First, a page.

Jailed Russian opposition figure Alexey Navalny said he faces a new “terrorist case,” in what could mean decades more in prison for the outspoken critic of Russian President Vladimir Putin.
In comments posted on Twitter, Navalny said that despite his jail term he was accused of committing “terrorist attacks” and that he had been told the case would be heard by a military court.
He said the new terror case is separate from an extremism case against him, on which there was a hearing at Moscow’s Basmanny district court on Wednesday.
His comments come as his daughter, Daria Navalnaya, told CNN that the Russian authorities were depriving her father of food.
Navalny is currently serving a nine-year jail term at a maximum-security prison east of Moscow after being convicted of large-scale fraud by a Russian court last year.
In 2020, Navalny was poisoned with the nerve agent novichok, according to the German government, an act he and Western officials blame on the Kremlin. After recovering, he returned to Russia a few days later where he was soon detained.
Navalny’s spokesperson, Kira Yarmysh, said on Twitter that he now faces “two big trials.”
“First on extremism – which carry a total of up to 30 years of imprisonment. Most likely, it [the trial] will start by the end of May. Then on terrorism charges – [which carry] up to 35 years of imprisonment,” Yarmysh said.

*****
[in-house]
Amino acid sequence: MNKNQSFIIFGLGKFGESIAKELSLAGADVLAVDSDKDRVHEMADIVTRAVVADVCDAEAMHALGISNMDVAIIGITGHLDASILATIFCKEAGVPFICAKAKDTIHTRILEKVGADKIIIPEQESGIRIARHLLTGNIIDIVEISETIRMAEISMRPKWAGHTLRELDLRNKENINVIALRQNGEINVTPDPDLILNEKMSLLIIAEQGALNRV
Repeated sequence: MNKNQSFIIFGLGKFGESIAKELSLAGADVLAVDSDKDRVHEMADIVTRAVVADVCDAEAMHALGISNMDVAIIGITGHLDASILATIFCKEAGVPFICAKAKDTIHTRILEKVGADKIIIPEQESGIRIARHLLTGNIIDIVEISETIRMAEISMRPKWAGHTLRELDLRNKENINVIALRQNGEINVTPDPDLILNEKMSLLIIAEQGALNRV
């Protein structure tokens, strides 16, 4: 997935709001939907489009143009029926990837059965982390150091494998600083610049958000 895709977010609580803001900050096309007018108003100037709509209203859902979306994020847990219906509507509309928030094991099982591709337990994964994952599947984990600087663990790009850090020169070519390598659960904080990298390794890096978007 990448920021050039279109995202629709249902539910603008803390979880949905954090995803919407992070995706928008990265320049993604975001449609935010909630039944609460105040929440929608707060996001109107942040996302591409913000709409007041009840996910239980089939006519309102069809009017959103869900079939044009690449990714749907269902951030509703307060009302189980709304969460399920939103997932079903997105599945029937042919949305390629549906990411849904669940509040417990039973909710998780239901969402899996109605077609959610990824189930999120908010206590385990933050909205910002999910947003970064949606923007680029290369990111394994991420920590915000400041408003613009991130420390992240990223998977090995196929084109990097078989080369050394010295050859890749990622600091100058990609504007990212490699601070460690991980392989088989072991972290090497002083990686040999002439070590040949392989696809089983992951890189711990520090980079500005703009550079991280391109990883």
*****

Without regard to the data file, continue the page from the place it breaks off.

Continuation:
The director of Navalny’s Anti-Corruption Foundation, Ivan Zhdanov, said that part of the terrorism case against Navalny involves comments Navalny’s chief of staff, Leonid Volkov, made on YouTube last year about Putin. After this, charges were brought against “all the founders” of Navalny’s Anti-Corruption Foundation, Zhdanov said.
Zhdanov also said that the investigator in the terrorism case was considering the killing of military blogger Vladlen Tatarsky as part of the charges.
Russia’s National Anti-Terrorism Committee claimed earlier this month that an explosion that killed Tatarsky at a cafe in St. Petersburg on April 2 was planned by the special services of Ukraine with the participation of Navalny’s supporters. Navalny’s Anti-Corruption Foundation deny the claims.
Yarmysh added that a judge ruled he has ten days to “familiarize himself” with the documents detailing the extremism case against him.
Russian state news agency TASS said there were 196 volumes of documents related to this case. TASS said that the court would consider the issue again after 5 May.
Navalny’s daughter Daria meanwhile raised concerns that Navalny been losing weight dramatically while imprisoned, as a result of prison authorities allegedly limiting “the amount of food he can purchase” in his prison’s canteen.
“Now the situation has gotten so ridiculous that he buys the food which is, you know, oats – he buys the oats, the oats are brought to him, shown to him, and then are just destroyed. So, he can’t eat. And it’s, you know, something so basic is stripped away from a human being. It is outrageous,” Daria Navalnaya said, citing information from Navalny’s lawyers.
His spokesperson Kira Yarmysh wrote in a Twitter post on April 11 that Navalny lost eight kilograms over the course of 15 days in his isolated prison cell. Navalny’s team has also reported that he has been experiencing severe stomach issues in prison, and suggested that he may have been poisoned again.
Even while behind bars, his Instagram and Twitter accounts keep up his attacks on Russian President Vladimir Putin as he passes notes for his team to post online.
Navalnaya told CNN that she is advocating for her father because “I am trying to bring more attention because people don’t necessarily realize how important – how the Russian government is stripping everyone who’s a political prisoner in Russia right now of such basic needs as eating food.”